1850–1899 THE CIVIL WAR AND RECONSTRUCTION ERAS
No Vermont Congressman votes for the Compromise of 1850, a series of laws intended to balance the interests of the slave states in the South and the free states in the North.
The Vermont legislature passes an act to impede the carrying out of the Fugitive Slave Act, which declares that all runaway slaves must be returned to their masters.
Vermont prohibits the consumption of alcoholic beverages, an act that passes by a narrow margin and is loosely enforced over the years.
The Civil War erupts. More than 28,100 Vermonters serve in volunteer units.
(October 19) The northernmost land action of the Civil War takes place in St. Albans, Vermont. Twenty-five escaped Confederate prisoners of war raid the town Canadian border town with the intent of robbing three banks and burning down the town. Most of the raiders are captured and imprisoned in Canada, then later released after a court rules the robberies an act of war.
(December 18) Women are granted limited suffrage and allowed to vote in town elections and state legislative races.
Vershire copper mines are closed after the price of copper drops. The miners riot and are subsequently arrested by the state militia.
Consisting of 132 cases, the first polio epidemic in the U.S. breaks out in Rutland, Vermont.
1900–1929 EARLY 20TH CENTURY
Vermont approves a law allowing for the local sale of alcoholic beverages, countering the prior law of 1853 that banned them entirely.
The 272-mile Long Trail, a hiking trail running the length of Vermont, is created. It is now the oldest surviving long-distance trail in the United States.
Ninety-four farmers establish Vermont dairy cooperative Cabot Creamery in order to better market their products throughout New England. The cost to join at the time is $5 a cow and a cord of wood to fuel the boiler. By 1930 cattle outnumber people in the state. Today Vermont’s dairy industry is the largest in New England.
(February 8) Vermont becomes the 38th state to ratify the 19th Amendment, granting women the right to vote.
Massive flooding results in the deaths of 84 people in Vermont. The state floods from Newport to Bennington, and many of Vermont’s roads and bridges are washed away.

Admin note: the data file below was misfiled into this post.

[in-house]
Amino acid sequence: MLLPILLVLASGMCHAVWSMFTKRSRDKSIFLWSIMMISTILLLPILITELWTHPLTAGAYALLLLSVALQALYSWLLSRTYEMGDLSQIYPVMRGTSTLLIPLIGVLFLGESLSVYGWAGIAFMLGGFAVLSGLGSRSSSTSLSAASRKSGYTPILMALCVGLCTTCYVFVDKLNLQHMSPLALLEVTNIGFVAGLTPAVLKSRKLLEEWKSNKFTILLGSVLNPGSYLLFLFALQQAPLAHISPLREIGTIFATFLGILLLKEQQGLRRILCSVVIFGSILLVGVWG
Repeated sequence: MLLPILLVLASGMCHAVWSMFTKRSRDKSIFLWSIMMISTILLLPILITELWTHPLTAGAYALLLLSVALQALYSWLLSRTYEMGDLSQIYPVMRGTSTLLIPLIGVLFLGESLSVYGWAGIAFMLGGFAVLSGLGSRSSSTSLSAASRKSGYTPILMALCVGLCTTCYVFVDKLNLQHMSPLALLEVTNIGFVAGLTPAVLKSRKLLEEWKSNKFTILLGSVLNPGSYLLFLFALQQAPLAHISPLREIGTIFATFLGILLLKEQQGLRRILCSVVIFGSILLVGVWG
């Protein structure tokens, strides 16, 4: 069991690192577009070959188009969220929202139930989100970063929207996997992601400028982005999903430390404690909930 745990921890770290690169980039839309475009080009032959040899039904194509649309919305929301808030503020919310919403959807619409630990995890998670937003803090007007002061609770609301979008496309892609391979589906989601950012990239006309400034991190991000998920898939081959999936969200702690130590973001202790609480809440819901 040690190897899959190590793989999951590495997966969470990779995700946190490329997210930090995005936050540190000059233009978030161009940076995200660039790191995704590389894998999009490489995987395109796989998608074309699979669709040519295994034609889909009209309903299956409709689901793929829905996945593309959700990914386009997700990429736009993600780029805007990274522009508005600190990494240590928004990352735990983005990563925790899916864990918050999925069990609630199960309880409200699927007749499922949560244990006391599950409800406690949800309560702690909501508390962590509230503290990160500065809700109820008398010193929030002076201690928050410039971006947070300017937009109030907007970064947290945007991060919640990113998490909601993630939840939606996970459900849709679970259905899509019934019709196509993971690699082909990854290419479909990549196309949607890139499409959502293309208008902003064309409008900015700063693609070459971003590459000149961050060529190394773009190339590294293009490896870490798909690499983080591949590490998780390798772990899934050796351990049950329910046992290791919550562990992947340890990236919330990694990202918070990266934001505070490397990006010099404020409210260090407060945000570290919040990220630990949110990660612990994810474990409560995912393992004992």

1930–1949 THE GREAT DEPRESSION AND WORLD WAR II
The U.S. enters World War II. The Air Force establishes numerous airfields in Vermont for training fighter and bomber crews and pilots. Several are maintained as front-line bases during the subsequent Cold War.
1950–PRESENT MODERN VERMONT
New billboards are banned in Vermont, and existing billboards must be removed within five years, keeping interstates and back roads clear of outdoor advertising.
The state legislature passes Act 250, known as the Land Use and Development Act. The law creates nine District Environmental Commissions, which review large-scale development projects using 10 criteria designed to safeguard the environment, community life, and aesthetic character of the state. It is a citizen-based response to rapid growth and a represents some of the first major environmental and development law on a state level.
Governor Tom Salmon grants the tribal council of the Abenaki Native Americans recognition. The following year, the recognition of the council is removed for unknown reasons.
(May 5) The first Ben & Jerry’s ice cream store opens in Burlington. The founders combine ice cream-making with social activism, measuring their success by a product mission, economic mission, and social mission. Their desire to consider profits as just one part of their success generates national attention.
Vermont gets a Wal-Mart, ending its claim as the only state in the U.S. without one. Today, Vermont still has the only state capital without a McDonald’s, reflecting Vermonters desire to frequent local businesses and an emphasis on quality of life rather than economic growth.
Vermont’s governor Howard Dean signs the nation’s first bill sanctioning benefits of marriage to gay and lesbian couples in the form of civil unions.
Bernard Sanders from Vermont becomes the first Socialist elected to the U.S. Senate, although he is counted as a Democrat for official purposes.
The Vermont government officially opposes the Iraq War. It suffers the country’s highest rate of war-related deaths due to the number of its volunteers and participation by the Vermont National Guard.
(April 7) Vermont becomes the fourth state to legalize same-sex marriage, overriding Governor Jim Douglas’s veto.
(August) Tropical Storm Irene hits the East Coast of the United States. The Governor Peter Shumlin declares a state of emergency At least three people in Vermont die as a result of the storm and damage in the state is estimated at around $200 million.
Click to enlarge an image
1609: Statue of Samuel de Champlain, Lake Champlain in the background
1724: Fort Dummer Plaque
1730: Abenaki couple
1775: Engraving depicting Ethan Allen demanding the surrender of Fort Ticonderoga
1777: Flag of the Green Mountain Boys
1812: Merino sheep
1840: Van Buren and Adams campaign banner
1850: Vermont Legislature
1850: Map of the Compromise of 1850
1910: The Long Trail
1919: Cabot Creamery
1976: Governor Thomas Paul Salmon
1978: Vermont's own Ben & Jerry's
1996: Typical Wal-Mart store outside of Vermont
2000: Howard Dean's official Vermont State House portrait